HOW ABOUT WE PLAY A GAME at PNCA? Every time you see neon colors, equilateral triangles, or mountains/volcanoes, you can either take a drink, eat a cube of gouda, or punch me. Actually, the surgeon general forbids this game; it's too hazardous to our health. Better just hit the highlights:

Photographer Nica Aquino's debut solo exhibition puts a blurry black-and-white mirror to our city that, though recently shot, seems to predate the yuppie invasion. Aquino's gritty perspective is as socioeconomic as it is visual, and her flagship image of an Ethiopian family in Gresham would read like a snapshot if it didn't explore a unique area of interest and access. Similarly civics-first is Critical Art Ensemble's "Acceptable Losses," a giant info-graphic about US suicide rates that sprawls across the walls of the Feldman Gallery. The simple black text on white cardstock makes an impact merely with messages like "Suicide is the leading cause of death by injury in the United States."

Wyatt Benoit's "La Moustache" dresses a nude, shaved pudendum in a series of rigid, bristly, mustache-shaped merkins, effectively turning a woman's bush into a poser's thorny topiary. Beyond mere shock and novelty, this unflinching series has broader applications about privacy, creativity, and wildness giving way to presentation and premeditation. (Hooray or boo-hoo for the overgroomed hoo-hoo and all that it metaphorically implies?) Meanwhile in the MFA Gallery, Stephanie Brachmann's "Gather" is born from an unusual craft process: rolling multiple fabrics together into cylinders, stuffing them into a pant-leg or shirt-sleeve, severing a garment's limbs, then bundling the stumps to show off their clean-cut, multicolored ends. It's like soft-sculpture sushi-making, or a bloodless chainsaw massacre. And many of the colors are neon. (Okay, you can punch me once, then let's go.)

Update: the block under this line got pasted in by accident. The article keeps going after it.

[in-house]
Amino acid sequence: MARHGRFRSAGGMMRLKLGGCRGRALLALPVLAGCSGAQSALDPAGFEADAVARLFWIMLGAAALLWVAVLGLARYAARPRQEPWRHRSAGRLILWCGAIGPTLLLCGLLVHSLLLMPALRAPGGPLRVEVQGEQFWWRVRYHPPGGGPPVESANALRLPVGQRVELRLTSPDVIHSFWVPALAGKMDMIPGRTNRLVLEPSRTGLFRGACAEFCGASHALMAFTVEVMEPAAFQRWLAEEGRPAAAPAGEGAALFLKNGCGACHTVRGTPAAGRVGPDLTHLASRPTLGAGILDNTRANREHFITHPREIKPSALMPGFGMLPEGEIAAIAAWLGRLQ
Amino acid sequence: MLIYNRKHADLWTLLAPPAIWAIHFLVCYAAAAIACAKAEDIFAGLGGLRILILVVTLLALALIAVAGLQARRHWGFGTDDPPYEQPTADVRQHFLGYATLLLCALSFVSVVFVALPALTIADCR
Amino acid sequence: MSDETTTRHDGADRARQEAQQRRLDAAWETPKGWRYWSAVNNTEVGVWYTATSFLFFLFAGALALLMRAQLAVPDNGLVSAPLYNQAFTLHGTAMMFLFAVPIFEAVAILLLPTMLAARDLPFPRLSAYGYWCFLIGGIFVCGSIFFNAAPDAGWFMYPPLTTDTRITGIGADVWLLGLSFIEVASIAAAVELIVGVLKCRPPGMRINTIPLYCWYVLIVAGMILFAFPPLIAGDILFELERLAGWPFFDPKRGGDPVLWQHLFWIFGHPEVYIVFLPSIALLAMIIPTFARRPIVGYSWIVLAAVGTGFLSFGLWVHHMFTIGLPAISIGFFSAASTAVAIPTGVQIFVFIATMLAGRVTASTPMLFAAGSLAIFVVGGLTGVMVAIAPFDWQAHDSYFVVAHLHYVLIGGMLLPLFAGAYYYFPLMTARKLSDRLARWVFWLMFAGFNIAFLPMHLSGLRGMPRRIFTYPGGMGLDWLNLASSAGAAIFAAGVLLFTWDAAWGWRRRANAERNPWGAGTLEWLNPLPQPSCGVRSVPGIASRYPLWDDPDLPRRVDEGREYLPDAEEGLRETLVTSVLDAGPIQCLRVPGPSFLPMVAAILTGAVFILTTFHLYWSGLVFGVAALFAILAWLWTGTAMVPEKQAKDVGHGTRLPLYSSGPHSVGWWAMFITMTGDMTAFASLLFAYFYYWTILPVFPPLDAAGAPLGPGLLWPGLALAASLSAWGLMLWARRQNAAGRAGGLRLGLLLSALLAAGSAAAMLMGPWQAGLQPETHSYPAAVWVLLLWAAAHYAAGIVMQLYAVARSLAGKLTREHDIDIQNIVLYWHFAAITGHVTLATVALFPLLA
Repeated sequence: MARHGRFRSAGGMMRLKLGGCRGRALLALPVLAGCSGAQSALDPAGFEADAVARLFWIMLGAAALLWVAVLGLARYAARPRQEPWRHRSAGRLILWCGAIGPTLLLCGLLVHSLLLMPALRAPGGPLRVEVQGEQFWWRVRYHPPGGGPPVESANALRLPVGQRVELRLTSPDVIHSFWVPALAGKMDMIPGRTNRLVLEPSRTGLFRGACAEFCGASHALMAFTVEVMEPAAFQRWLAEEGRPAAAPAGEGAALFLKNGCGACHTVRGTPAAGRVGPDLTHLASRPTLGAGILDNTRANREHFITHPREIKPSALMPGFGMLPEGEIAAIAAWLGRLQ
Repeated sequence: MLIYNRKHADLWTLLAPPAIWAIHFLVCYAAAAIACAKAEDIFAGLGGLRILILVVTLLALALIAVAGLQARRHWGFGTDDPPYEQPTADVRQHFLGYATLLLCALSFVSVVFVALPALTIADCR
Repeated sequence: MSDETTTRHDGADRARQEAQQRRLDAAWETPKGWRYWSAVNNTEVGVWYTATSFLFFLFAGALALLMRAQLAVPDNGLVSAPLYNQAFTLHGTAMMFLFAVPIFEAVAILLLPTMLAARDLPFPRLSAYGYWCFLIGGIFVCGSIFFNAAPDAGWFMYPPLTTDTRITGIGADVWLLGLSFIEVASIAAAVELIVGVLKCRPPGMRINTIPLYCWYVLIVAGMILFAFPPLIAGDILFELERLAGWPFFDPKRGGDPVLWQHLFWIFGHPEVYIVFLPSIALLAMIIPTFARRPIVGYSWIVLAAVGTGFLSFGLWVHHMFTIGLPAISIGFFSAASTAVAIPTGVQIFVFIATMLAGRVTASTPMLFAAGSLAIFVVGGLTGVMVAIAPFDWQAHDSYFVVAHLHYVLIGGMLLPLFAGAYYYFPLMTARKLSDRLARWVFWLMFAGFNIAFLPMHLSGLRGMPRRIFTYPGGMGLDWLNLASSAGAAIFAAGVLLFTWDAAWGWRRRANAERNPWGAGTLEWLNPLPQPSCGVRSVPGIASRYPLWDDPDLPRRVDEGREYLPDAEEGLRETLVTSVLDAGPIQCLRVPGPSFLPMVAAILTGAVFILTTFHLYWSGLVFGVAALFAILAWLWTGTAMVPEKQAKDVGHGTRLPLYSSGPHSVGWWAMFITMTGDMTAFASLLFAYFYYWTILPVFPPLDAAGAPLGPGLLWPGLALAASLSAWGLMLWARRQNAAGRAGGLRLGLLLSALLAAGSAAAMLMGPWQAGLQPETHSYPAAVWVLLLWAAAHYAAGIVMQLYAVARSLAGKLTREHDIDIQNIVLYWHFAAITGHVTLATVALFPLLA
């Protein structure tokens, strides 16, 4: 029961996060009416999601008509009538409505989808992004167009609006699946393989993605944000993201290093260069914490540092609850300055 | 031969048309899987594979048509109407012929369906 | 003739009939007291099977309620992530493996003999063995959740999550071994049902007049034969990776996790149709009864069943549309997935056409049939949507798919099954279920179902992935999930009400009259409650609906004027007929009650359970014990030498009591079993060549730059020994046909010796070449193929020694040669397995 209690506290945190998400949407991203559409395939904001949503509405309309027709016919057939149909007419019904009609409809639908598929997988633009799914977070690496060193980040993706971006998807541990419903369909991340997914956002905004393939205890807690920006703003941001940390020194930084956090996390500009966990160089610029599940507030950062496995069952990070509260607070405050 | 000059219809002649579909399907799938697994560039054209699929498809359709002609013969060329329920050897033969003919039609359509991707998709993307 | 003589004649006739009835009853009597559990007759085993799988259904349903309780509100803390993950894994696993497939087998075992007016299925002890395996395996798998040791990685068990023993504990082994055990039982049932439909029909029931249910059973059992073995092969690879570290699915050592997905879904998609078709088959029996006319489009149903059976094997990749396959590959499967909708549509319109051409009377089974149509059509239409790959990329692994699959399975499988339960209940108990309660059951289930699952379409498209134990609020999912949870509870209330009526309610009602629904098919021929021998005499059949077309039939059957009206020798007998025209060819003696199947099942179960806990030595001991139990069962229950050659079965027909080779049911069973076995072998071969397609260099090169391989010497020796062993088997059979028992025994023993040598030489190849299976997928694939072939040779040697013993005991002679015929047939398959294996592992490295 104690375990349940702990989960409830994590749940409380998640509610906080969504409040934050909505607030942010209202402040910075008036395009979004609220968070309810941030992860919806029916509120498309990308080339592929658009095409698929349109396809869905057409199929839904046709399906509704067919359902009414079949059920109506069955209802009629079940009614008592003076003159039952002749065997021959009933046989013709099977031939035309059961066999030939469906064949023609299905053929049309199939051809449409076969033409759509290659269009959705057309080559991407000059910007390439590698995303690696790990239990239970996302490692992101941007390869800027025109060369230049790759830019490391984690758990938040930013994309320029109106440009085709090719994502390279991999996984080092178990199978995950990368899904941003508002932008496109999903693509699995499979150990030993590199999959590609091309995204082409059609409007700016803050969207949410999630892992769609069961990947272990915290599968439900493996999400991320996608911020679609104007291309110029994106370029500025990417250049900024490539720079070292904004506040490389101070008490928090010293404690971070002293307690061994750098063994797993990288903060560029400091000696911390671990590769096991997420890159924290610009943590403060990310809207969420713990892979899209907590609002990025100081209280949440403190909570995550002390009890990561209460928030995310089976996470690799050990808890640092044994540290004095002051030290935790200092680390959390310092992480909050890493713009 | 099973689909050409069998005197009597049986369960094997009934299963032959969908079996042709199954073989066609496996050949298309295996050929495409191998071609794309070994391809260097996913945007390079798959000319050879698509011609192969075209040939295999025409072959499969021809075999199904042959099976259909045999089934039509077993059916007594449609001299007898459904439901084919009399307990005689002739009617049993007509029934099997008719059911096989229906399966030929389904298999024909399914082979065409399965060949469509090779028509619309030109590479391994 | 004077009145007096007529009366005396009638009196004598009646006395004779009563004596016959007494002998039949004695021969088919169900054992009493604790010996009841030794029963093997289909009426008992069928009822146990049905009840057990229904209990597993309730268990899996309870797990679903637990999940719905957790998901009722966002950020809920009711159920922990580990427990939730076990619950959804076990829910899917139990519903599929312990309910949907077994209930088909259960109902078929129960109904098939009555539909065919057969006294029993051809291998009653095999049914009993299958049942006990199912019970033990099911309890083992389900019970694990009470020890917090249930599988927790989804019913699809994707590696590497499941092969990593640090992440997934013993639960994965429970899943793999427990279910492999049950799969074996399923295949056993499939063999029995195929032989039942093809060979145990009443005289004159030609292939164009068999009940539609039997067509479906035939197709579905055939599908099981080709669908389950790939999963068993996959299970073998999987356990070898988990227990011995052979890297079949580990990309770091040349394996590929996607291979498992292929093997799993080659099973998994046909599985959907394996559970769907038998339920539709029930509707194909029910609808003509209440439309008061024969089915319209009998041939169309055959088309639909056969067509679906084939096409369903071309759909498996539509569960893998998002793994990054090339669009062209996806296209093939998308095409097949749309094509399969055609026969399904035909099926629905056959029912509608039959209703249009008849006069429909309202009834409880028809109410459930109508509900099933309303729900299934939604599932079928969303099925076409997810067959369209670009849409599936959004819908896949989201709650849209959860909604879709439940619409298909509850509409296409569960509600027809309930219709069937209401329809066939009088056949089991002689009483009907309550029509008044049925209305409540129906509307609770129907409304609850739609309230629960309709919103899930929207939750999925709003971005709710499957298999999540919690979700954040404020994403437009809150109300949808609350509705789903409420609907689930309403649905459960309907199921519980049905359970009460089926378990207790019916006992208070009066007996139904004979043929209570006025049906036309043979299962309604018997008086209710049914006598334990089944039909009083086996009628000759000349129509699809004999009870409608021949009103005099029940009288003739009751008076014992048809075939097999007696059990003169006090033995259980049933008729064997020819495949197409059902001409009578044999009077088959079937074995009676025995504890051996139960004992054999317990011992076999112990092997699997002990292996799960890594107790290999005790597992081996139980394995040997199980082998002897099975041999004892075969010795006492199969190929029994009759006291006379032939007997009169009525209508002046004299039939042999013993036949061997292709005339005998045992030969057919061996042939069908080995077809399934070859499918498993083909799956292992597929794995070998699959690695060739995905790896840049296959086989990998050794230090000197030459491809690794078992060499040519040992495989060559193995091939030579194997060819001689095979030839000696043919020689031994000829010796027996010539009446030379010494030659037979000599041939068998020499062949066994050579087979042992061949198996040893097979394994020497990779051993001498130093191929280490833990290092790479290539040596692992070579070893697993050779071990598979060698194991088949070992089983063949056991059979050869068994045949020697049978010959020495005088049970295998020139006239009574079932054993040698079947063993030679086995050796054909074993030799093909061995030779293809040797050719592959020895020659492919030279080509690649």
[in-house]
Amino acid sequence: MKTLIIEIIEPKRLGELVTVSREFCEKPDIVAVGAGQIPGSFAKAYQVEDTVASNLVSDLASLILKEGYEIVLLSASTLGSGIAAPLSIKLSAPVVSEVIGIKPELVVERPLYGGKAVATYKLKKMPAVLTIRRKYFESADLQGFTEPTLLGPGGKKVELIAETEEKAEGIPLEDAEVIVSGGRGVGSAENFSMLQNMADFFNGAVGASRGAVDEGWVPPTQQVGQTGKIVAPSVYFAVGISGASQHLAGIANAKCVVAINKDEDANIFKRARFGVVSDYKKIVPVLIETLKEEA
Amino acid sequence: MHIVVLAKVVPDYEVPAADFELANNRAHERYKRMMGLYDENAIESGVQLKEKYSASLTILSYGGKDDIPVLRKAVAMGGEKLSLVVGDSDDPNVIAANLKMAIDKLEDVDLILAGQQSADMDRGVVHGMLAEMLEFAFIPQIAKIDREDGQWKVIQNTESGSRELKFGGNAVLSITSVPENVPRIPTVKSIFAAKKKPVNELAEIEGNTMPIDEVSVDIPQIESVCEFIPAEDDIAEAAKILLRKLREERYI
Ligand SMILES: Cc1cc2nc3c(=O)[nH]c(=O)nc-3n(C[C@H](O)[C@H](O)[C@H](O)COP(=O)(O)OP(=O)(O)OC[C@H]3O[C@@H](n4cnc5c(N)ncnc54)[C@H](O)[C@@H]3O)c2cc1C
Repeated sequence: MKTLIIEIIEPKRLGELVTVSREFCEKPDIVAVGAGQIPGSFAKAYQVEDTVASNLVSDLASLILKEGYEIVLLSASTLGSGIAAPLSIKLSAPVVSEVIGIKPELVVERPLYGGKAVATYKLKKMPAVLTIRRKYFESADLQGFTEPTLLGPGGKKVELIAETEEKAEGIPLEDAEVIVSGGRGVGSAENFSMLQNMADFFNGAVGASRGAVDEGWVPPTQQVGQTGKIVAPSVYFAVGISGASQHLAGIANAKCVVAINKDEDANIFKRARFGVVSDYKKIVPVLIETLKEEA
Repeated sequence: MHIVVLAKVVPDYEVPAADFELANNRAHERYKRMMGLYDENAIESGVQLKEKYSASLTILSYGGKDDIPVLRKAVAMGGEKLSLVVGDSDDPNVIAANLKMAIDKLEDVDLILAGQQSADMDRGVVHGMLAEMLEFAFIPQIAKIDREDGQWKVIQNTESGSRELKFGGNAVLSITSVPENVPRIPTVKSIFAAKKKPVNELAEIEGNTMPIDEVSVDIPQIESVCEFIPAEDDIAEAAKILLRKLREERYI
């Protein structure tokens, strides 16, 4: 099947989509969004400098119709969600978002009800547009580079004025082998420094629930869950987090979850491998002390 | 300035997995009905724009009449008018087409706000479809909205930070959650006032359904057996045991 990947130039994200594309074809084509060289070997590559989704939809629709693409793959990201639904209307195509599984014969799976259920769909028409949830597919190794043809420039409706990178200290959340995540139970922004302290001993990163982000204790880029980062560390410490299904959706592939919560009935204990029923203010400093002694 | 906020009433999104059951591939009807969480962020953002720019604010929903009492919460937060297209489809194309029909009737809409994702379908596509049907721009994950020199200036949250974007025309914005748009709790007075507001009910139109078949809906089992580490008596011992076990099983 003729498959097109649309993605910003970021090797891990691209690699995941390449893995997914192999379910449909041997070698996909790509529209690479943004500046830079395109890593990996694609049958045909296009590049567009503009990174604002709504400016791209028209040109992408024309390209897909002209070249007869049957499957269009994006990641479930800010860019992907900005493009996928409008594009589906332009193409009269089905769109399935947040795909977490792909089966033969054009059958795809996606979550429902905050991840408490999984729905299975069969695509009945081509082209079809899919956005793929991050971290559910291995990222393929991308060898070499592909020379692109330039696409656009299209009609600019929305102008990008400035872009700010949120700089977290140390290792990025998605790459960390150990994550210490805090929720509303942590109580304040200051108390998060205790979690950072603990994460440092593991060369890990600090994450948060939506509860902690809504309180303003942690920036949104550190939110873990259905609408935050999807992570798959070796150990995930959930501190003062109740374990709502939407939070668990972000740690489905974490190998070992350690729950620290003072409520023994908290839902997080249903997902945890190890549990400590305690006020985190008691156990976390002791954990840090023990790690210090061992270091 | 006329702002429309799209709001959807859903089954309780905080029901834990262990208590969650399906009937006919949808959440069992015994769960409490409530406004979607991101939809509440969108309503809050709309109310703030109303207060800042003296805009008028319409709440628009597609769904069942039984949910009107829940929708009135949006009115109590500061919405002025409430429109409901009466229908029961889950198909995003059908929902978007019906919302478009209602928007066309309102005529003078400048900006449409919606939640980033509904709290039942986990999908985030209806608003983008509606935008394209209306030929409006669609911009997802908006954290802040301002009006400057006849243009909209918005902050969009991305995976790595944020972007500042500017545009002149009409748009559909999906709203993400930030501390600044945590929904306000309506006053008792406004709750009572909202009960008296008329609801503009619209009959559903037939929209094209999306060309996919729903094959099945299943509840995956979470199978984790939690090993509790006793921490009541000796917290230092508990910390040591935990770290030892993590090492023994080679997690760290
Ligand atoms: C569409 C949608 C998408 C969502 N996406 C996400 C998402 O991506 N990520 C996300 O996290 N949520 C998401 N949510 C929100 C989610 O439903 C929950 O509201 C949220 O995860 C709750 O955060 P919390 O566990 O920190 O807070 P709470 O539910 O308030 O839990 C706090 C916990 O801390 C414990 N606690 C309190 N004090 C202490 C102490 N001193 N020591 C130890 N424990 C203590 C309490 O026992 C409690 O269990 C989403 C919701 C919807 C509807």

It's somewhat boring to look at a series of near-identical close-up photos of window blinds (PDX Contemporary), but it's more extraordinary that somewhere in Portland, Evan La Londe apparently lives in the giant camera-obscura in which these simple images are captured. This neo-Quasimodo's devotion to a giant mechanism may be the real art project here, rather than the samey, shadowy images his process produces.

Pulling together wayward threads of mechanism, humanism, and norm-challenging nudity, the Museum of Contemporary Craft features David Eckard's dubiously-usable machine/sculptures and a video of the artist wearing nothing but a loincloth on his bits and a set of shelves at his hips, spouting beat-poetry about his survivor guilt over fallen brethren from Chicago social-justice movements. "I may not deserve this; the work wasn't done," says the wistful metalworker, chafing under his mortal coil.